Words to End, Words to Begin...
Updated: Jan 2, 2021
If you’re reading this, I can assume you’ve made it to the end of 2020. Congrats! (Although maybe I should hold off. Who knows what 2021 will bring?) In any case, I figure I’d add to all the reflections, predictions, and inspirational thoughts that proliferate with yeast-like intensity this time of year. And now it’s literally just dawned on me: Aren’t we also entering a new decade?
Anyway, I won’t sink too deeply into the sentimental because I’m not the type. But I’d like to tell you about a little road trip I took, and end with a poem inspired by it. The poem is where I get all pensive and introspective, so feel free to scroll down if that’s more your thing.
So the trip. It was three days that passed like a millisecond, which is one of the reasons I wanted to immortalize it in BlogLand. Our plan was to visit the Outer Banks of North Carolina, with a few stops/excursions to the “Inner Banks.” One of my fondest memories will be our detour to historic Edenton—a charming little city on the Albemarle Sound.
We were only in Edenton about an hour, first visiting the Penelope Barker House Welcome Center, which doubles as a museum. It was there where I bought my only souvenir of the trip—a book journaling a local man’s observations of birds visiting his large property (From Hawks to Hummingbirds, by Paris Trail). I started reading it during the trip and it immediately brought a smile to my face. Then there was the “Women of Distinction” exhibit, where I read about Josephine Napoleon Leary, a freed slave turned real estate mogul. At another exhibit, a friendly older gentleman gave me the backstory of a vintage trunk of items on display, one that had been hidden in the shadows of an attic in town. He was particularly excited to inform me that the trunk had a fold-out ironing board!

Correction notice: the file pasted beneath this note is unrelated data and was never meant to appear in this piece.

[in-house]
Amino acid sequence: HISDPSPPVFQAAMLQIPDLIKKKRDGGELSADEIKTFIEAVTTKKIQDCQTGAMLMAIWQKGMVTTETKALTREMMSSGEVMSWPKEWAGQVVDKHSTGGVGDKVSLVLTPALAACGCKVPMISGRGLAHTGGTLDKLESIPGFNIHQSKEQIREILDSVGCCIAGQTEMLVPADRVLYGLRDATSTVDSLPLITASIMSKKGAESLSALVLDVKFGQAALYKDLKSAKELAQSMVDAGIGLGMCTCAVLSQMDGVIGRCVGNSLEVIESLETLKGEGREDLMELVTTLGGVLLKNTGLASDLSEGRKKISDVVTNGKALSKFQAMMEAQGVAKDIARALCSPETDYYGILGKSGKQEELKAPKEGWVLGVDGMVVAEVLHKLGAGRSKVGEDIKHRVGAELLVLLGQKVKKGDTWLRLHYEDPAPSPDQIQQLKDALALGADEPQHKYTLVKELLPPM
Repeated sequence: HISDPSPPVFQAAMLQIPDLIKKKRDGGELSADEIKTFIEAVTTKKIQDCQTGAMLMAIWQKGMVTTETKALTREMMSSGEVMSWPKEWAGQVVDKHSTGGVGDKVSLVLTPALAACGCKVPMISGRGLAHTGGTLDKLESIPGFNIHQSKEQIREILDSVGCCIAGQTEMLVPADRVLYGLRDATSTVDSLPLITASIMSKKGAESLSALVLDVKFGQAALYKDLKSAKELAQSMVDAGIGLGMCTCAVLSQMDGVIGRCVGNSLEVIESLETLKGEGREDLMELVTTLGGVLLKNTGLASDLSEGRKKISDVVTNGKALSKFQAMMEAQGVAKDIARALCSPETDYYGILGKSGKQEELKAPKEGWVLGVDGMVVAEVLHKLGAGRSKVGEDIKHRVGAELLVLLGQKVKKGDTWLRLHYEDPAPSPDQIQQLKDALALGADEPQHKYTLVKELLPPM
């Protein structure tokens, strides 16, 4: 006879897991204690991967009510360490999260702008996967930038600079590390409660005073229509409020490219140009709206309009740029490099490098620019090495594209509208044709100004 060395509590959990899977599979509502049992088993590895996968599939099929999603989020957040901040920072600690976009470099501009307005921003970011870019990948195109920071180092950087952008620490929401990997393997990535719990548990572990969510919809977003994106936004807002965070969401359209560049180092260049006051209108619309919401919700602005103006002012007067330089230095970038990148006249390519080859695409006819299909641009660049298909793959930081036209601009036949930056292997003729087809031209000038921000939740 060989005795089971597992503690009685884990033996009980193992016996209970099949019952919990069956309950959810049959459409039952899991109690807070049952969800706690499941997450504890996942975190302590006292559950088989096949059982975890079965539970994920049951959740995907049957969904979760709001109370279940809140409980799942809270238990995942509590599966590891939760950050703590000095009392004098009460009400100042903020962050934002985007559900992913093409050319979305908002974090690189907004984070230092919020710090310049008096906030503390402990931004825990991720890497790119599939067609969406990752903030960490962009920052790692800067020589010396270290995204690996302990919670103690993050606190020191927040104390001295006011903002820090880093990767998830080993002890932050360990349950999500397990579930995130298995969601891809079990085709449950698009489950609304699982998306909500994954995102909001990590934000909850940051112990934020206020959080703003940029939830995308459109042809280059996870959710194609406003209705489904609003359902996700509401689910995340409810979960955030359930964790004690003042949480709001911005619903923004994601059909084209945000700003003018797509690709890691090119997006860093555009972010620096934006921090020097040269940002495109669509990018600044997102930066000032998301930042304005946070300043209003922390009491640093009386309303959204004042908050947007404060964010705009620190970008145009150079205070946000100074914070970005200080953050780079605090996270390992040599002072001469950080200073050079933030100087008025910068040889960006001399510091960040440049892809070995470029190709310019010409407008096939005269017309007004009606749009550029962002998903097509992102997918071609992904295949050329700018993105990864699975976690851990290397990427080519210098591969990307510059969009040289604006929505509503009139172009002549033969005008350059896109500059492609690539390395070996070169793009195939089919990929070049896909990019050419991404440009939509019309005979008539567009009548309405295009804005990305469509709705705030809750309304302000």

Pictured below are the Leary exhibit, one of her buildings, and the mysterious trunk of items.
Afterwards Klaus and I strolled the historic neighborhoods, said hi to friendly people, and checked out real estate listings displayed in a storefront window. Oh, and would you believe there was a Sears appliance store sandwiched between the charming little shops on Main Street? As a child of the seventies/eighties, I felt like I’d stepped back in time.
I won’t bore you with the details from the rest of the trip, even though it wasn’t boring at all. Here, let me just sum it up: Dunes, crashing waves, lighthouses, long drives, more charming places (Manteo on Roanoke Island, for instance), casual beach dining, pelicans, sea oats, live oaks, and wax myrtles.
Okay, so now here’s the poem I came up with today, which will double as the more reflective part of the post. Happy New Year, and God bless!
Untitled (for now)
I stand against it, this wind
that makes waves thunder,
flags and banners flap.
A seagull hovers inches over
the shoreline, a feather-like
descent, letting the wind
decide when it touches down.
A pelican leading its flock slams
invisible brakes, turns, and
the others follow like a school
of fish guided by the current.
Perhaps the gull and pelican
are onto something.
Instead of fighting the wind,
maybe I should yield to its
spirit force—His Spirit—
and discover where It leads.